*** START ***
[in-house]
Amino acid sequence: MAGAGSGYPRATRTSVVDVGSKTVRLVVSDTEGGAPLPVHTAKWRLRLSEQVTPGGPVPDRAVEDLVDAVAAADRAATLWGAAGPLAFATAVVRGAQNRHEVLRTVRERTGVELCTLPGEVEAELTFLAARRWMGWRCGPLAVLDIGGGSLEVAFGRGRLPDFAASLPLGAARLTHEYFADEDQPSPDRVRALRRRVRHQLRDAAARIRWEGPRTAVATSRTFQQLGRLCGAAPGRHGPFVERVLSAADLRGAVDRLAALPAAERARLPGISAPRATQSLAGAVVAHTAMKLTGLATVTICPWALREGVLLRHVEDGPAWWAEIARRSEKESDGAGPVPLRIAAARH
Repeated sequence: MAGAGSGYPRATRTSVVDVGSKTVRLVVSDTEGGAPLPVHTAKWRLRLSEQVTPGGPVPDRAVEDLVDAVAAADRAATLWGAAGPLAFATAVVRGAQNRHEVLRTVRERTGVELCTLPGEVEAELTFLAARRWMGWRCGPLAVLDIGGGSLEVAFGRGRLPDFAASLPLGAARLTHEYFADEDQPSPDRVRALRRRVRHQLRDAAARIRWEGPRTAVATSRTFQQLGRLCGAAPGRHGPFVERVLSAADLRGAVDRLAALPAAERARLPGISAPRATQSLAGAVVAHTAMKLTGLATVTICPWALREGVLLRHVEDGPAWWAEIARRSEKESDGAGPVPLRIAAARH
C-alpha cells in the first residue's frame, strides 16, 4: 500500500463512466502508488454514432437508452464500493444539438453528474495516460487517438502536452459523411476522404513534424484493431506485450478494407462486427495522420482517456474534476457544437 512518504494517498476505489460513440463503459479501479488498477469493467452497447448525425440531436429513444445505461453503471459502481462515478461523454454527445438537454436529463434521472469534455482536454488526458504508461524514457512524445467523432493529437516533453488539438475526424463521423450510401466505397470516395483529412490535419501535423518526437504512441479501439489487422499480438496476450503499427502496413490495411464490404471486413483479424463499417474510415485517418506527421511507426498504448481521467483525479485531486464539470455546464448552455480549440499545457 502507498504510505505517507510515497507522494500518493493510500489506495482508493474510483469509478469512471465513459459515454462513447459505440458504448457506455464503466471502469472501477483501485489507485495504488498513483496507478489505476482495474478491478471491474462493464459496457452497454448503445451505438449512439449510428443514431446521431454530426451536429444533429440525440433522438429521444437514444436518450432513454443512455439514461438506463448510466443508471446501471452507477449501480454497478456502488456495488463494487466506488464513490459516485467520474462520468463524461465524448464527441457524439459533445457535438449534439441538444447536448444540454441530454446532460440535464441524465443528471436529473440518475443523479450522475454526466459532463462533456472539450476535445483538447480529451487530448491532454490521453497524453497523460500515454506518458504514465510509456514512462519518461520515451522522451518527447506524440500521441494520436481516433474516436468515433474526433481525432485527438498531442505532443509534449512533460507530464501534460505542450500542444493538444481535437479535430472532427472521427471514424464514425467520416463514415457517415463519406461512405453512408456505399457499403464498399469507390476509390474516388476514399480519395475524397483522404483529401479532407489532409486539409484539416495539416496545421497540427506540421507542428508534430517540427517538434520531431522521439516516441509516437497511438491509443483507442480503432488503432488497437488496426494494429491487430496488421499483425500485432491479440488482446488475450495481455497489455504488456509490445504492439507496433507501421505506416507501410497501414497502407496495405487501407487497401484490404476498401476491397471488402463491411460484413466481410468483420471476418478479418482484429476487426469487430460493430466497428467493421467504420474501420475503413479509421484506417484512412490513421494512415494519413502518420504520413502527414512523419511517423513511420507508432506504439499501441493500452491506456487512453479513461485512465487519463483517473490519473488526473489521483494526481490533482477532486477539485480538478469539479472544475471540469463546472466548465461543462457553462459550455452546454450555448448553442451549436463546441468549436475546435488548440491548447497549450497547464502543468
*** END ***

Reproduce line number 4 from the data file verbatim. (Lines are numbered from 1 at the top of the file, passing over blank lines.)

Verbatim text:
C-alpha cells in the first residue's frame, strides 16, 4: 500500500463512466502508488454514432437508452464500493444539438453528474495516460487517438502536452459523411476522404513534424484493431506485450478494407462486427495522420482517456474534476457544437 512518504494517498476505489460513440463503459479501479488498477469493467452497447448525425440531436429513444445505461453503471459502481462515478461523454454527445438537454436529463434521472469534455482536454488526458504508461524514457512524445467523432493529437516533453488539438475526424463521423450510401466505397470516395483529412490535419501535423518526437504512441479501439489487422499480438496476450503499427502496413490495411464490404471486413483479424463499417474510415485517418506527421511507426498504448481521467483525479485531486464539470455546464448552455480549440499545457 502507498504510505505517507510515497507522494500518493493510500489506495482508493474510483469509478469512471465513459459515454462513447459505440458504448457506455464503466471502469472501477483501485489507485495504488498513483496507478489505476482495474478491478471491474462493464459496457452497454448503445451505438449512439449510428443514431446521431454530426451536429444533429440525440433522438429521444437514444436518450432513454443512455439514461438506463448510466443508471446501471452507477449501480454497478456502488456495488463494487466506488464513490459516485467520474462520468463524461465524448464527441457524439459533445457535438449534439441538444447536448444540454441530454446532460440535464441524465443528471436529473440518475443523479450522475454526466459532463462533456472539450476535445483538447480529451487530448491532454490521453497524453497523460500515454506518458504514465510509456514512462519518461520515451522522451518527447506524440500521441494520436481516433474516436468515433474526433481525432485527438498531442505532443509534449512533460507530464501534460505542450500542444493538444481535437479535430472532427472521427471514424464514425467520416463514415457517415463519406461512405453512408456505399457499403464498399469507390476509390474516388476514399480519395475524397483522404483529401479532407489532409486539409484539416495539416496545421497540427506540421507542428508534430517540427517538434520531431522521439516516441509516437497511438491509443483507442480503432488503432488497437488496426494494429491487430496488421499483425500485432491479440488482446488475450495481455497489455504488456509490445504492439507496433507501421505506416507501410497501414497502407496495405487501407487497401484490404476498401476491397471488402463491411460484413466481410468483420471476418478479418482484429476487426469487430460493430466497428467493421467504420474501420475503413479509421484506417484512412490513421494512415494519413502518420504520413502527414512523419511517423513511420507508432506504439499501441493500452491506456487512453479513461485512465487519463483517473490519473488526473489521483494526481490533482477532486477539485480538478469539479472544475471540469463546472466548465461543462457553462459550455452546454450555448448553442451549436463546441468549436475546435488548440491548447497549450497547464502543468